An important cultural and artistic hub since the early 1990s, NaUKMA has been home to a wide variety of art clubs, art galleries, and performing arts companies that gained recognition across Ukraine. For a number of years NaUKMA hosted the George Soros gallery, later transformed into Contemporary Art Center (1995–2009), that played an important role in promoting contemporary art in Ukraine. In 1997–2005 the center was headed by the Polish-born Canadian-Ukrainian curator Jerzy Onuch who helped bring to Kyiv artworks by such internationally acclaimed artists as Andy Warhol, Joseph Beuys, Damien Hirst, and Joseph Kosuth. The NaUKMA film club (Kinoklub, established in 1994) has for years been a unique mainstay on Kyiv’s cultural scene; it has introduced generations of students and Kyiv residents to important works of classical and arthouse cinema. In the 1990s, NaUKMA housed the Kyiv Experimental Theater (founded by Valerii Bilchenko, Iaroslav Chornenky, and Anatolii Petrov) that gained a cult following among Kyiv’s theatergoers for its avant-garde, and award-winning, performances of twentieth-century dramas. NaUKMA’s Center for Arts and Culture serves as a coordinating center for students’ diverse artistic projects and includes an art gallery, the Pochaina choir, a student theater studio, and the film club.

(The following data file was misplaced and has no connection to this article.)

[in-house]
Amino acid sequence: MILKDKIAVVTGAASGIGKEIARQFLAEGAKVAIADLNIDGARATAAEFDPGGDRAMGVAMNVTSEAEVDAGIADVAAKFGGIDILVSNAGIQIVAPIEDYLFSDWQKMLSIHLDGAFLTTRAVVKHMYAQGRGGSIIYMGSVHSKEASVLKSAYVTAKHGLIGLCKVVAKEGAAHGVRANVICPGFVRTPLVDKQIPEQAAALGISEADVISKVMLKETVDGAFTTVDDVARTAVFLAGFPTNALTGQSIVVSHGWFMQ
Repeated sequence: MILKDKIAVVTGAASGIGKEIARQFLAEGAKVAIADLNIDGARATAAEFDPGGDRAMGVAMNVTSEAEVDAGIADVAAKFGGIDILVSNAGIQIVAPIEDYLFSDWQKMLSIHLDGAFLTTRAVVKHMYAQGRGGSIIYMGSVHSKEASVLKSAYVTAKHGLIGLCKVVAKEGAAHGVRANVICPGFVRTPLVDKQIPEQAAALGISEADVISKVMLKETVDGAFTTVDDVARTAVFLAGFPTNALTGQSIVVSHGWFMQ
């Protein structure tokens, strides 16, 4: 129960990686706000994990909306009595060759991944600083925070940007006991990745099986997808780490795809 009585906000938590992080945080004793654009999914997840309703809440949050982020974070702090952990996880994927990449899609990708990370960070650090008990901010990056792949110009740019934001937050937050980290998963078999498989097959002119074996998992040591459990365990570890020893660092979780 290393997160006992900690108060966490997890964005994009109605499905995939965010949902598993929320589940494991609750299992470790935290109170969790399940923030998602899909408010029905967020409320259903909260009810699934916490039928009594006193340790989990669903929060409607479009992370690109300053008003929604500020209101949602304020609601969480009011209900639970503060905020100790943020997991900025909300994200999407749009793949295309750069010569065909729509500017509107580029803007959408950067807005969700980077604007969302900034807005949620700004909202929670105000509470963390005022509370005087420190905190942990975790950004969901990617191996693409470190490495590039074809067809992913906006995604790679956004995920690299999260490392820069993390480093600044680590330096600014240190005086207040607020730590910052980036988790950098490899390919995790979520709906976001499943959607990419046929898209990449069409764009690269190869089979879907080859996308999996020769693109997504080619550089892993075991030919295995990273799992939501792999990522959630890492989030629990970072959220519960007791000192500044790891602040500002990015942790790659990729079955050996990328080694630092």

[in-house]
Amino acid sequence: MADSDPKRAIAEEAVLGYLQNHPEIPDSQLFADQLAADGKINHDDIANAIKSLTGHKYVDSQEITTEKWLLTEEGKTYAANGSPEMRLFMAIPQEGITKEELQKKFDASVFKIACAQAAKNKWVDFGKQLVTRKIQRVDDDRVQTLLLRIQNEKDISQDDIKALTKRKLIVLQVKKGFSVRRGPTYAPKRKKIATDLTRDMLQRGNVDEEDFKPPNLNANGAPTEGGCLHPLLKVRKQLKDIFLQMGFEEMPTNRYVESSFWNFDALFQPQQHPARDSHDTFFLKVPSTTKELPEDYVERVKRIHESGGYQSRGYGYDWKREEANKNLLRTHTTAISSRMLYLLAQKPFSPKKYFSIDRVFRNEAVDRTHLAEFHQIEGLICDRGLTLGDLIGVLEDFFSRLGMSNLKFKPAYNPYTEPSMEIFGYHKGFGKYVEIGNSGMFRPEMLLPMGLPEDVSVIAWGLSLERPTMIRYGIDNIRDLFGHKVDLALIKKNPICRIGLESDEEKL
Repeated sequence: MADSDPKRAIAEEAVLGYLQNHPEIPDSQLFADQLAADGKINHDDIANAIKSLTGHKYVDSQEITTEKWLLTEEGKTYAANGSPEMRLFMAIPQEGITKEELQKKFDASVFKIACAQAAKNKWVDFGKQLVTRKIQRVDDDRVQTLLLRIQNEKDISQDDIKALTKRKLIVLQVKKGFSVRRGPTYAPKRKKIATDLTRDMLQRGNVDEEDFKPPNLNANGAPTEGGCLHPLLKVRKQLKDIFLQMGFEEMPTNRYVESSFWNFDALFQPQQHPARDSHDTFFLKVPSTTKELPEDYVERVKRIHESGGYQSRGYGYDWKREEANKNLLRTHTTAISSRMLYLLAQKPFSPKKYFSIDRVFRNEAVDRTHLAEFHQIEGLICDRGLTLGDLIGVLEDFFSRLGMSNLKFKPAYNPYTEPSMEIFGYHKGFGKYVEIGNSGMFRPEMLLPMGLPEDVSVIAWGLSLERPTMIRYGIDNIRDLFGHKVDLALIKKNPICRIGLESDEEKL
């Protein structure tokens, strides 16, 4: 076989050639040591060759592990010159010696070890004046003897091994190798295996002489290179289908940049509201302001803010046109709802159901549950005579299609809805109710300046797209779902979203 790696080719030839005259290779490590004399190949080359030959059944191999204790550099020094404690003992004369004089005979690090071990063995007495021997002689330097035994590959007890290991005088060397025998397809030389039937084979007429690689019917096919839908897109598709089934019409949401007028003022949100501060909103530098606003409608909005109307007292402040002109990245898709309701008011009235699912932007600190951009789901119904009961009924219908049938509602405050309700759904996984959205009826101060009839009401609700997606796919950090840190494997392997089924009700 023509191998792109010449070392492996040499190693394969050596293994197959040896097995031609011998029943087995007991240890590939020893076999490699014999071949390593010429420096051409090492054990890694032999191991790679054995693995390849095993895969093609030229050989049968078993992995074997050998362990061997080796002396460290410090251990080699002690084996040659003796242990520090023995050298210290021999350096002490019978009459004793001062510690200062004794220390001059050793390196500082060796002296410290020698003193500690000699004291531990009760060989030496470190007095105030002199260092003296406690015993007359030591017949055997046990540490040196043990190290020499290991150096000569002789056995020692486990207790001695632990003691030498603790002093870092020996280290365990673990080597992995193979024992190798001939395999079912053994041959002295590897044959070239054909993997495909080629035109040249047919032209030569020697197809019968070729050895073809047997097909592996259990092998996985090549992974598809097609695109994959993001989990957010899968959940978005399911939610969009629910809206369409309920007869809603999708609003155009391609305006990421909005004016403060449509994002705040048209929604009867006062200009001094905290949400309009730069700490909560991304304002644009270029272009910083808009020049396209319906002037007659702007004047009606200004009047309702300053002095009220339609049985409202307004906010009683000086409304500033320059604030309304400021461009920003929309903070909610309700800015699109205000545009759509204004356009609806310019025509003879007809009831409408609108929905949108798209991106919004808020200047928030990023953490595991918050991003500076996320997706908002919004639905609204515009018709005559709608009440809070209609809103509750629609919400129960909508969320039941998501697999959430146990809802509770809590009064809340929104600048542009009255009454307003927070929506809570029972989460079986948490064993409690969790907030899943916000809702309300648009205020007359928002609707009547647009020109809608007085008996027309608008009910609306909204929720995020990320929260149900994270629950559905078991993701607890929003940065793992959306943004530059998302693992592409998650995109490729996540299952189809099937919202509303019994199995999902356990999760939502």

Always known for their social and political activism, NaUKMA students took an active part in mass democratic protest movements, from the protests against the authoritarian rule of President Leonid Kuchma (‘Ukraine without Kuchma’) in 2000–1, to the Orange Revolution in 2004–5 and the Euromaidan Revolution in 2013–4. Several students, graduates, and faculty members have also participated in the Ukrainian-Russian war in the Donbas region since 2014.